Even "politically charged" issues such as the controversy over the demolition of the Old Wailuku Post Office could fall within the purview of Maui County's new auditor.
"Just because an issue is politically charged, that doesn't mean I'm not going to audit it. I'm not going to avoid audits because it's political," said Lance Taguchi, who assumed the new position, created by the approval of a ballot measure in November, on July 1.
Taguchi said Thursday that he wasn't saying that he will or will not audit the Old Wailuku Post Office issue but said that he would need to have specific goals or outcomes for such an audit. Mayor Alan Arakawa and the County Council are at odds over the mayor's handling of the demolition of the Wailuku building, with the council poised to initiate a formal investigation.
'Just because an issue is politically charged, that doesn’t mean I’m not going to audit it.”
— Lance Taguchi
"I didn't take this position to be safe. I took the position to make a difference," he said.
Taguchi made the comments on the Old Wailuku Post Office controversy following his first meeting with the Cost of Government Commission on Thursday morning in the Mayor's Conference Room. The commission's job is to help the county promote economy, efficiency and improved service. It also submits an annual report of its findings and recommendations to the mayor and council.
The issue of the Old Wailuku Post Office came up in the context of a discussion about a Viewpoint by Council Member Don Couch in The Maui News that called for Taguchi to conduct an audit.
Vice Chairman Ronald Kawahara said that conducting an audit into the politically charged Old Wailuku Post Office demolition falls outside the scope of the auditor's function. He explained after the meeting that diving into that controversy would leave the auditor in a "no-win situation," because there is no expected outcome. Solutions already have been offered.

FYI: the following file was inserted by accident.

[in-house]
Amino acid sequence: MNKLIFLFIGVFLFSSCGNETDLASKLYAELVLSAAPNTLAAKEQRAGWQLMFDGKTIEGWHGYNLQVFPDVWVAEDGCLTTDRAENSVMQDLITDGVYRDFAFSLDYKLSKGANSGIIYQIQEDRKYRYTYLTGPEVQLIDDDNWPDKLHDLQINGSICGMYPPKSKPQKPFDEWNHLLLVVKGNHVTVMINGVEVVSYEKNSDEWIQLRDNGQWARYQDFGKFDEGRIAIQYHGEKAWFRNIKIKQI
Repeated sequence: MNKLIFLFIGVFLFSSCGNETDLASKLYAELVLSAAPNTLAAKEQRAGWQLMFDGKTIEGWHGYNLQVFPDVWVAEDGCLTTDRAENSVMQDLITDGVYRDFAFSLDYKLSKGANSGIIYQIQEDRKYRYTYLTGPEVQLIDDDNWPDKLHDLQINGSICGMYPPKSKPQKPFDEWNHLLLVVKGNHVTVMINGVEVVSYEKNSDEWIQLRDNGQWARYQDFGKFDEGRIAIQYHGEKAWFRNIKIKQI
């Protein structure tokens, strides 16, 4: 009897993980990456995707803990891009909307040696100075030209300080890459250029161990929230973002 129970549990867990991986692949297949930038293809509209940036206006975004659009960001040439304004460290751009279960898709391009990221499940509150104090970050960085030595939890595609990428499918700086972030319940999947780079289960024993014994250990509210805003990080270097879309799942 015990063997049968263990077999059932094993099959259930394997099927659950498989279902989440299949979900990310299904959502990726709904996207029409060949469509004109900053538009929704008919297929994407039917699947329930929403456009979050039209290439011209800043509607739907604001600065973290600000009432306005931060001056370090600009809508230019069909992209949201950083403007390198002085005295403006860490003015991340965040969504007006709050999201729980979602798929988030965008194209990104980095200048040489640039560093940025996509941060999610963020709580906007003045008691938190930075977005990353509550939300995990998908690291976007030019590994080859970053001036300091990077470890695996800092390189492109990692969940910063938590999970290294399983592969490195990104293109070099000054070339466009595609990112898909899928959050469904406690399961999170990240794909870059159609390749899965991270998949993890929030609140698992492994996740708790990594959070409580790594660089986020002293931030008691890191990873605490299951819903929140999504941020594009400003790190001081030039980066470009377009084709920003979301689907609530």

He added that these are the types of recommendations the commission could offer to Taguchi, who would not be bound by the recommendations.
Commission Chairman Frank De Rego reinforced the point that the commission is not taking a position on the Old Wailuku Post Office dispute. He did say that the panel was standing by its report that recommended the demolition of the building.
County Council members are preparing to investigate the administration's use of funds earmarked for the "rehabilitation" of the Old Wailuku Post Office for its demolition and for planning a county campus expansion. Arakawa has apologized for what he called a "mistake" and said the administration should have gone before the council to get a budget amendment for the demolition. The administration said that council members were aware of the demolition, which was discussed at council meetings and in one-on-one meetings with administration officials.
In the November election, voters approved amending the Maui County Charter to establish the auditor's office. Taguchi, who was working as the county's deputy clerk, was selected for the job. He was approved by the County Council in late June. A licensed certified public accountant, Taguchi has experience in both the private and public sectors.
About a month into his six-year term, Taguchi said that he is preparing hopefully to move into his new offices at the Wells Professional Center near the Kalana O Maui building by the first week of August.
"I'm trying to get started quickly, and sometimes that's not easy in a government environment because of the protocols," Taguchi said of building the office from the ground up.
He hopes to have some staff on board by September. He is expecting to hire two analysts and one administrative staffer. He also is seeking help from other auditors across the state in developing job descriptions and assisting with the hiring process.
In response to questions by the commission, Taguchi said he feels that his $900,000 budget is sufficient for now to pay for salaries of his staff and a $300,000 mandated independent financial audit of the county for the current fiscal year.
Taguchi hopes to begin audits after he and his staff go through some training. He has some ideas for audits but would like to hear from the public, the County Council and the administration. He told the commission that he'll have an open-door policy and provide openness about the work of his office.
In his conversation with the commission, whose meetings Taguchi will regularly attend, the new auditor stressed his need for independence, even from the commission.
Responding to a question from Kawahara, Taguchi said that he expects that the council will approve funds for staffing for investigations that may be critical of the council. After the meeting, he said that the County Charter explicitly calls for the independence of the auditor, which he thinks he will receive from the county administration and the council.
* Melissa Tanji can be reached at email@example.com.